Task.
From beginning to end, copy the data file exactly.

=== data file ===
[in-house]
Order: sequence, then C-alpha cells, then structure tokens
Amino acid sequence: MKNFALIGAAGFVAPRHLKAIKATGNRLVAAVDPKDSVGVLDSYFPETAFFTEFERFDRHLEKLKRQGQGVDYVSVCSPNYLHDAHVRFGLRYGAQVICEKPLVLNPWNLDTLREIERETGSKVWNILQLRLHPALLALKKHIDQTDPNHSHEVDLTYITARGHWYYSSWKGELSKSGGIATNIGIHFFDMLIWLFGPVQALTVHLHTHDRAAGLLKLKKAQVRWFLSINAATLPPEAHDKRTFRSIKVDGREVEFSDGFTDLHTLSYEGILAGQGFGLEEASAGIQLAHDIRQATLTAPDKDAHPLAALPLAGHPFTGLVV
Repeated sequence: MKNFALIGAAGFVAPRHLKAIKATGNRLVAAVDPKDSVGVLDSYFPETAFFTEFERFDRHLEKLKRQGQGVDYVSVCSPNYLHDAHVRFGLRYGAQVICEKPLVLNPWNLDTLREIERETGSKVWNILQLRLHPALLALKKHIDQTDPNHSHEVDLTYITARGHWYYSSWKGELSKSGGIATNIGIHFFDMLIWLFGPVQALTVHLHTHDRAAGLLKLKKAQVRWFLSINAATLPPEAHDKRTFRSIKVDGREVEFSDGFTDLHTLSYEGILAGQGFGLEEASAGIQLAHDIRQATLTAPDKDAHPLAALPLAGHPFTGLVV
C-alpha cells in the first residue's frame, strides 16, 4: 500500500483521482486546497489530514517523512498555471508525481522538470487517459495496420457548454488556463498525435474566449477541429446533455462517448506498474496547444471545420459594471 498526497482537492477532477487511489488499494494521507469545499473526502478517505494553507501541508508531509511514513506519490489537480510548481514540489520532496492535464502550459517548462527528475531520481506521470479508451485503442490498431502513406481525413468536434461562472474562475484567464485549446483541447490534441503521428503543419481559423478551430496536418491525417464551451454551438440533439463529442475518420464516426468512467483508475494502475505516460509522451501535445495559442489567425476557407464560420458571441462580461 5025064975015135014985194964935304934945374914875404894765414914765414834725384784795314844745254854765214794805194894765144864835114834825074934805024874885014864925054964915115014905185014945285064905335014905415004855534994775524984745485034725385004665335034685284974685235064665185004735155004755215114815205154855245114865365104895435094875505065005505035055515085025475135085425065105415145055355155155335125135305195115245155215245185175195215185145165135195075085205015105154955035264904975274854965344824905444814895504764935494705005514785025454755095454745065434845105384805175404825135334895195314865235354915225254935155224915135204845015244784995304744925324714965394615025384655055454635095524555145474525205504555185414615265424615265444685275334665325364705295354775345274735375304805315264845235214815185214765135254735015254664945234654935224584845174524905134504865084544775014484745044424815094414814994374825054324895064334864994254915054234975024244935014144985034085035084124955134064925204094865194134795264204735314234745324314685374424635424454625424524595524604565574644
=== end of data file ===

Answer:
[in-house]
Order: sequence, then C-alpha cells, then structure tokens
Amino acid sequence: MKNFALIGAAGFVAPRHLKAIKATGNRLVAAVDPKDSVGVLDSYFPETAFFTEFERFDRHLEKLKRQGQGVDYVSVCSPNYLHDAHVRFGLRYGAQVICEKPLVLNPWNLDTLREIERETGSKVWNILQLRLHPALLALKKHIDQTDPNHSHEVDLTYITARGHWYYSSWKGELSKSGGIATNIGIHFFDMLIWLFGPVQALTVHLHTHDRAAGLLKLKKAQVRWFLSINAATLPPEAHDKRTFRSIKVDGREVEFSDGFTDLHTLSYEGILAGQGFGLEEASAGIQLAHDIRQATLTAPDKDAHPLAALPLAGHPFTGLVV
Repeated sequence: MKNFALIGAAGFVAPRHLKAIKATGNRLVAAVDPKDSVGVLDSYFPETAFFTEFERFDRHLEKLKRQGQGVDYVSVCSPNYLHDAHVRFGLRYGAQVICEKPLVLNPWNLDTLREIERETGSKVWNILQLRLHPALLALKKHIDQTDPNHSHEVDLTYITARGHWYYSSWKGELSKSGGIATNIGIHFFDMLIWLFGPVQALTVHLHTHDRAAGLLKLKKAQVRWFLSINAATLPPEAHDKRTFRSIKVDGREVEFSDGFTDLHTLSYEGILAGQGFGLEEASAGIQLAHDIRQATLTAPDKDAHPLAALPLAGHPFTGLVV
C-alpha cells in the first residue's frame, strides 16, 4: 500500500483521482486546497489530514517523512498555471508525481522538470487517459495496420457548454488556463498525435474566449477541429446533455462517448506498474496547444471545420459594471 498526497482537492477532477487511489488499494494521507469545499473526502478517505494553507501541508508531509511514513506519490489537480510548481514540489520532496492535464502550459517548462527528475531520481506521470479508451485503442490498431502513406481525413468536434461562472474562475484567464485549446483541447490534441503521428503543419481559423478551430496536418491525417464551451454551438440533439463529442475518420464516426468512467483508475494502475505516460509522451501535445495559442489567425476557407464560420458571441462580461 5025064975015135014985194964935304934945374914875404894765414914765414834725384784795314844745254854765214794805194894765144864835114834825074934805024874885014864925054964915115014905185014945285064905335014905415004855534994775524984745485034725385004665335034685284974685235064665185004735155004755215114815205154855245114865365104895435094875505065005505035055515085025475135085425065105415145055355155155335125135305195115245155215245185175195215185145165135195075085205015105154955035264904975274854965344824905444814895504764935494705005514785025454755095454745065434845105384805175404825135334895195314865235354915225254935155224915135204845015244784995304744925324714965394615025384655055454635095524555145474525205504555185414615265424615265444685275334665325364705295354775345274735375304805315264845235214815185214765135254735015254664945234654935224584845174524905134504865084544775014484745044424815094414814994374825054324895064334864994254915054234975024244935014144985034085035084124955134064925204094865194134795264204735314234745324314685374424635424454625424524595524604565574644